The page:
Every gearhead at some point should own a classic car, it’s the perfect way to keep older cars alive and on the roads, providing of course values don’t exceed its true worth.
How much a car is worth comes down to individual opinion, collectors can make or break the classic car market simply through misty-eyed nostalgia bidding up both the brand and model. Take the Lamborghini Countach; pin-up poster looks and a specification sheet to make its rivals at the time weep in dismay, we adore it. However, as a drivers’ car, its awful! Poor visibility and a cramped cockpit adorned with heavy controls just doesn’t live up to its overrated reputation. In an ideal world, every classic would be stunning, affordable and a delight to own, in reality most are stupidly expensive and overrated.
10 Aston Martin DB5
Trading on looks and movie appearances alone, the DB5 looks faster and more agile than its chassis and drivetrain permits, in part due to a fictitious secret agent who clearly is the better driver, able to outrun all manner of exotic machinery.
If offered one for free, or even cheap we’d jump at the chance, the DB5 oozes style you’ll not get from any other marque. However, DB5’s are notoriously collectible, mint examples fetching as high as $1 million. The problem for us is the DB5 is more GT than sports car, the weight overwhelming its otherwise sublime 325 hp straight-six even before approaching a corner, only to find the DB5 slides as much as it grips.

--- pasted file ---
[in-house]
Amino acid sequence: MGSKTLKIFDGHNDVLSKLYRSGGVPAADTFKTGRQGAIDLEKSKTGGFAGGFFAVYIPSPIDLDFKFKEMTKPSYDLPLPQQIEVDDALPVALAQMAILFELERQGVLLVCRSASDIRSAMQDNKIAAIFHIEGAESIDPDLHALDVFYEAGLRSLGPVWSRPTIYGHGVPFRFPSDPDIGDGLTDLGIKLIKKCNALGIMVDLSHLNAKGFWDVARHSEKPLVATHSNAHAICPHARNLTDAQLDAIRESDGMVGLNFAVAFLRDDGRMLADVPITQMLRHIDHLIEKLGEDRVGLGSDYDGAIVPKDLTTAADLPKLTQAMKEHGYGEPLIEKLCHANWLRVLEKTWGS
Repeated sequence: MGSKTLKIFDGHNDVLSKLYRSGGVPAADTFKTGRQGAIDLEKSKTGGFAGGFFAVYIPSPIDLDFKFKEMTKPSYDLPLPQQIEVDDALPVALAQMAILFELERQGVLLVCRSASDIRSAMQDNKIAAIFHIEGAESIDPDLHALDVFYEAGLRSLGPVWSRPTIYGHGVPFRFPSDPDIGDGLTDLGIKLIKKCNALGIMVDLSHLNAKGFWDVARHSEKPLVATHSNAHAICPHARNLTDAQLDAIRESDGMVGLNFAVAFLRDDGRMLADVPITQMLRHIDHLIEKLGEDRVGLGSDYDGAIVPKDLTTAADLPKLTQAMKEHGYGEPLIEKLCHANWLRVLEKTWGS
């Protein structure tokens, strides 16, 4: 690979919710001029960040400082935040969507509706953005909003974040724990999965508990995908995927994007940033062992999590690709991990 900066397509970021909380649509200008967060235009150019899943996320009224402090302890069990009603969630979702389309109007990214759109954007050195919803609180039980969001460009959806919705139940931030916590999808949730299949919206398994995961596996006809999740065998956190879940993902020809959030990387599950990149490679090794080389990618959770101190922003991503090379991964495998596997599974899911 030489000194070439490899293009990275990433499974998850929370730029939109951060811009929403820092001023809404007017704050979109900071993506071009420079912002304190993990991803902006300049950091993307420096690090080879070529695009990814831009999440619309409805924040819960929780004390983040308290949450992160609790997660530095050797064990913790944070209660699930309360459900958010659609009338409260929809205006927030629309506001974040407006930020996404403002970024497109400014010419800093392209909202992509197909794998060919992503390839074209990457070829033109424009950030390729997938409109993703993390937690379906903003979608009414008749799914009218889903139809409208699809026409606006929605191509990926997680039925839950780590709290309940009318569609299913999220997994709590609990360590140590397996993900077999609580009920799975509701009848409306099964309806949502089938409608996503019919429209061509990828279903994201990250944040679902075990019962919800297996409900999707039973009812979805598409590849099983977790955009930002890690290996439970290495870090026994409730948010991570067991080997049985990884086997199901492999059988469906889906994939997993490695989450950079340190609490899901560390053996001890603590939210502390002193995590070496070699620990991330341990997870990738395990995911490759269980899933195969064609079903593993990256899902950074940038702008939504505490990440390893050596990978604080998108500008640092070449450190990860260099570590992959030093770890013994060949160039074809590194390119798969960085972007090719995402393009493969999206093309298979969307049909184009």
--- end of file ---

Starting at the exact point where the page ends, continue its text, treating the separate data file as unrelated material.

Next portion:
9 Renault Dauphine
Unmistakably French with its quirky nose, body and engine layout, Renault’s Dauphine was, for its day, hailed as affordable, rewarding to drive, and surprisingly found fame among cab drivers. Don’t be fooled by the classic collectors hype, although cheap to buy, the Dauphine is anything but rewarding.
Built using thin gauge steel, you might think its 1430 lbs mass and rear-mounted engine would deliver spirited performance, but you’d be wrong. Renault opted for a tiny 845cc inline-four, putting out 27 hp that, even with the optional four speed manual, resulted in an agonizing 0-60 mph time of 37-seconds. Those who are a glutton for punishment can pick one up for as little as $11,500, personally we’d pass.
8 Subaru 360
Almost ten years after the Dauphine, it was Subaru’s turn at a small affordable city car, the 360 sedately breaking cover in 1968. Incredibly, it was even slower to sixty than the Renault, and a damn sight uglier.
Clearly, Subaru realized the 360 was no looker, heading to US shores under the “Cheap and Ugly does it” sales pitch — at least they were honest. Lighter and less powerful thanks to a miniscule 423 cc 26 hp inline twin design, perfectly suited to Japans low 24 mph urban speed limits. In the US, well, why bother? Oddly, the once ugly duckling is now considered cute, collectors paying $11,000 upwards.
7 DMC DeLorean DMC-12
The most famous movie car of all time? Possibly. That’s also the biggest reason why gearheads are willing to hand over so much cash, mint examples fetching as much as $45,000. Mint covers a lot of gray areas, even when new, the DMC-12 wasn’t the best built, most reliable, or even the quickest sports car.
It was more of a work in process, and then production ended, leaving enough spares behind to effectively double production, most serving as donors for existing cars. The problem stemmed from John DeLorean’s ambitious plans to build, market and undercut its rivals even before the design had been finalized.
6 Ferrari 308 GTB
Time to get serious in terms of both badge and price. A mint Ferrari 308 GTB is a common sight at auctions, and $150-160,000 selling prices are not unheard of, even more if the car in question has some provenance. Tempting? Sure, it’s a Ferrari after all, and Thomas Magnum had one of these.